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Abstract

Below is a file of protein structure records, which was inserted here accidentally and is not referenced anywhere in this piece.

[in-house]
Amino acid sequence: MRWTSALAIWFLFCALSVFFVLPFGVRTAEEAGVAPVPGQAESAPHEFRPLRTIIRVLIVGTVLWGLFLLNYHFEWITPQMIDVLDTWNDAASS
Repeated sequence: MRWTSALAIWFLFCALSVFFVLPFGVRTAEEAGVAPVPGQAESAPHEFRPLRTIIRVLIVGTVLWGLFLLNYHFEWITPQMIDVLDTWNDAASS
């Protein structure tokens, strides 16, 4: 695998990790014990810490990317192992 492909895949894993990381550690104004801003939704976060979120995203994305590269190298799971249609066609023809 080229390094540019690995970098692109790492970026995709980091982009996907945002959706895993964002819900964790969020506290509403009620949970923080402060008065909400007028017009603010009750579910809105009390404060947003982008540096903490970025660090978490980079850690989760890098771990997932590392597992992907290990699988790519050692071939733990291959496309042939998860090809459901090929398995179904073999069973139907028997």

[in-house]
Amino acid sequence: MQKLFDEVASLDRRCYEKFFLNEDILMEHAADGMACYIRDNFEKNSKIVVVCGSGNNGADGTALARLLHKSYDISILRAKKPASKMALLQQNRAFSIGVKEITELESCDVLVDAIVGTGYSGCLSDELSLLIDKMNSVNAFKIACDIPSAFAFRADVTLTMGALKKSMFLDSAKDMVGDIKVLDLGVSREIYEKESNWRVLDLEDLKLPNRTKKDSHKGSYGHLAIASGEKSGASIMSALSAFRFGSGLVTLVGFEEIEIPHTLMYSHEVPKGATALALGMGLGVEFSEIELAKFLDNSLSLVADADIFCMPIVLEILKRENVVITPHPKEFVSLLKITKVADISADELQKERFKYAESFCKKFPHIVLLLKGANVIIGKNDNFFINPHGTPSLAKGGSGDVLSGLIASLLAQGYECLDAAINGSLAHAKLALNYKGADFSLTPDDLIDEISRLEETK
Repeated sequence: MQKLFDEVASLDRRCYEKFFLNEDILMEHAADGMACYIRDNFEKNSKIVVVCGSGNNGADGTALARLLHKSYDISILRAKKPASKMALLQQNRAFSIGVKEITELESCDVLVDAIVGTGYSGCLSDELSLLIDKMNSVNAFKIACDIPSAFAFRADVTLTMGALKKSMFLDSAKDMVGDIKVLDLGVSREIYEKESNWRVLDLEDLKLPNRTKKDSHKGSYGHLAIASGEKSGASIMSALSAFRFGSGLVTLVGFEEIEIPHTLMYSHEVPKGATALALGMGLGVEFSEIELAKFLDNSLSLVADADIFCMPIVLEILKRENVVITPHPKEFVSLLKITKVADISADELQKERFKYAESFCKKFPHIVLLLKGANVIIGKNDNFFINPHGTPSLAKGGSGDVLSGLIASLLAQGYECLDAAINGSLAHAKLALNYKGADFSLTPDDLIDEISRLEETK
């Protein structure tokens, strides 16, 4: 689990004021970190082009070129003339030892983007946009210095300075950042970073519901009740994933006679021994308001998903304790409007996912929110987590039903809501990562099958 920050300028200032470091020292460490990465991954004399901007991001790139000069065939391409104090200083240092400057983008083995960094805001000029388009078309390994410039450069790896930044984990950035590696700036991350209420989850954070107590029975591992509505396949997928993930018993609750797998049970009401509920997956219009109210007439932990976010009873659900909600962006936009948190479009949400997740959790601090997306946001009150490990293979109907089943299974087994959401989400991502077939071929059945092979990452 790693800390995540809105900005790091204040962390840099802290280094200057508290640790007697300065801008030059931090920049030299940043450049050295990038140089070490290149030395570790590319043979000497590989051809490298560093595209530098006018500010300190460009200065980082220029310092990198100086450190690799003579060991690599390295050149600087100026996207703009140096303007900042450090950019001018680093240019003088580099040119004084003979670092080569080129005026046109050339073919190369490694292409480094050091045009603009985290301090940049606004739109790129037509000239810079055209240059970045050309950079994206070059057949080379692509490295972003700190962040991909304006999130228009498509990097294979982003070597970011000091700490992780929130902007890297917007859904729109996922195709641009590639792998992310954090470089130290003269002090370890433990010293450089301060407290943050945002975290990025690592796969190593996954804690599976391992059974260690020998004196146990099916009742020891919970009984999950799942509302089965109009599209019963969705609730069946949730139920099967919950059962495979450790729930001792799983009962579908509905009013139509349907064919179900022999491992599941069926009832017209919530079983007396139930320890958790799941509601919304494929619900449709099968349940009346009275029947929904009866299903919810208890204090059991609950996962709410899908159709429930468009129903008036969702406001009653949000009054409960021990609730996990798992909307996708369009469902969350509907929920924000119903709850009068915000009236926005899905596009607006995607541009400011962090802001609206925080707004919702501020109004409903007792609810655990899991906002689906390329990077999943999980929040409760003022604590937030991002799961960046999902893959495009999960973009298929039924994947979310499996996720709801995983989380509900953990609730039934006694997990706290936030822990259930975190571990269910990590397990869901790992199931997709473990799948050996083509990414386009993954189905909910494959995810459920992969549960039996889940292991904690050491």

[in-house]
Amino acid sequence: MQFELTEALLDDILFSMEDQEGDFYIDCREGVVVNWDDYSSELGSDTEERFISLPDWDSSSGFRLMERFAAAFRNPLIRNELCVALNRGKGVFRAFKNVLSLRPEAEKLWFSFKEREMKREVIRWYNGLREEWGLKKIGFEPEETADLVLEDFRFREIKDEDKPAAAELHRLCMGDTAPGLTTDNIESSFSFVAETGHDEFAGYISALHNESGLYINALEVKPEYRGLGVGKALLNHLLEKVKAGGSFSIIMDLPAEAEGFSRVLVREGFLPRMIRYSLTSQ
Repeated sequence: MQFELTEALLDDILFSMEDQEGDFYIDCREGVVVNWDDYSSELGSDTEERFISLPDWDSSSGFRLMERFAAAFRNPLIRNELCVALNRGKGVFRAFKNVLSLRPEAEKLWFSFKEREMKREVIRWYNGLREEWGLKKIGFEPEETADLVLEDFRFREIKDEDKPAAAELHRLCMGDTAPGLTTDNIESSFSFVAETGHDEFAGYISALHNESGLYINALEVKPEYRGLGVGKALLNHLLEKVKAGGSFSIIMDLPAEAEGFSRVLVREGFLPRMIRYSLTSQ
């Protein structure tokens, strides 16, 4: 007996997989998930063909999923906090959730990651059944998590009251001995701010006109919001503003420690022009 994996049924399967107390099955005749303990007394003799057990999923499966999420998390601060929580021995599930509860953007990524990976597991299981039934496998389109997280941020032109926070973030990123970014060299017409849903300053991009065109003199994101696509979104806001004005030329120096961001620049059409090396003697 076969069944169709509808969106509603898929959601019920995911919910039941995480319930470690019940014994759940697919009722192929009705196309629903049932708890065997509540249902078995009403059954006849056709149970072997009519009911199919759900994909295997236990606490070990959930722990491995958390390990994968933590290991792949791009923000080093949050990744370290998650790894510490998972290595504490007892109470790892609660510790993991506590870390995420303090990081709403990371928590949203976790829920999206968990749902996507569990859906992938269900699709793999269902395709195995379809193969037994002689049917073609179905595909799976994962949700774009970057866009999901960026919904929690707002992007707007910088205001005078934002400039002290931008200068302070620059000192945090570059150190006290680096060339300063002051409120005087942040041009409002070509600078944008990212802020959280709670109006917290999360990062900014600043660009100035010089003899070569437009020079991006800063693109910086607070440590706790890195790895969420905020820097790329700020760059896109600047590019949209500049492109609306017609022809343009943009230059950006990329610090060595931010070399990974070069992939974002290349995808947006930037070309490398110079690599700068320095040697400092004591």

This paper is an investigation of a rampant insurance practice in the US banking sector, namely the permitted practice of employer-paid insurance policy. Under this policy, employee’s life policy paid for by the employer, pays large sums as policy benefits to the employer not to the employee’s family. Employers suggest that taking insurance covers the possible monetary loss value of an employee departing the firm, and hence the benefit is quite permissible, kosher. Our findings show its widespread occurrence in beefing up the earnings and even the capital base of the US banks. It calls into question if this practice, though legal, is socially responsible since an employee with such employer-paid policy would be deprived of tax deduction for his own self-paid policy cover, in most instances. Banking sector’s prevalent use of this practice to cover even low-paid workers such as janitors brings into focus the ethics of this banking practice.

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